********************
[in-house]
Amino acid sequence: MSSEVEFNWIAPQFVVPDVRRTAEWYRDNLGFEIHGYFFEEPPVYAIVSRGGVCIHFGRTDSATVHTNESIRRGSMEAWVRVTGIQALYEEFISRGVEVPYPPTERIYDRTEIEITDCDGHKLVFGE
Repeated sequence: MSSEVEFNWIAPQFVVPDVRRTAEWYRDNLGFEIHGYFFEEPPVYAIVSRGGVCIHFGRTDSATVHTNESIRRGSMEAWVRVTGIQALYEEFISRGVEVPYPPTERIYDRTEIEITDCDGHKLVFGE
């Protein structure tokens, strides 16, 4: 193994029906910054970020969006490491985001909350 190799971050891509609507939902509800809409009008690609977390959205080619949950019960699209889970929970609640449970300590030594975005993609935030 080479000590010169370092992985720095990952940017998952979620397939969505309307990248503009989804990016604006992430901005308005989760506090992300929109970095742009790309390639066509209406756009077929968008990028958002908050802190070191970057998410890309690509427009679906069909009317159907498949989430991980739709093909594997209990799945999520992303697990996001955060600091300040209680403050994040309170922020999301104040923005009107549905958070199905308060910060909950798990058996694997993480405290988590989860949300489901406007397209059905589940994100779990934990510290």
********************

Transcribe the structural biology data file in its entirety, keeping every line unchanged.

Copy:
[in-house]
Amino acid sequence: MSSEVEFNWIAPQFVVPDVRRTAEWYRDNLGFEIHGYFFEEPPVYAIVSRGGVCIHFGRTDSATVHTNESIRRGSMEAWVRVTGIQALYEEFISRGVEVPYPPTERIYDRTEIEITDCDGHKLVFGE
Repeated sequence: MSSEVEFNWIAPQFVVPDVRRTAEWYRDNLGFEIHGYFFEEPPVYAIVSRGGVCIHFGRTDSATVHTNESIRRGSMEAWVRVTGIQALYEEFISRGVEVPYPPTERIYDRTEIEITDCDGHKLVFGE
């Protein structure tokens, strides 16, 4: 193994029906910054970020969006490491985001909350 190799971050891509609507939902509800809409009008690609977390959205080619949950019960699209889970929970609640449970300590030594975005993609935030 080479000590010169370092992985720095990952940017998952979620397939969505309307990248503009989804990016604006992430901005308005989760506090992300929109970095742009790309390639066509209406756009077929968008990028958002908050802190070191970057998410890309690509427009679906069909009317159907498949989430991980739709093909594997209990799945999520992303697990996001955060600091300040209680403050994040309170922020999301104040923005009107549905958070199905308060910060909950798990058996694997993480405290988590989860949300489901406007397209059905589940994100779990934990510290």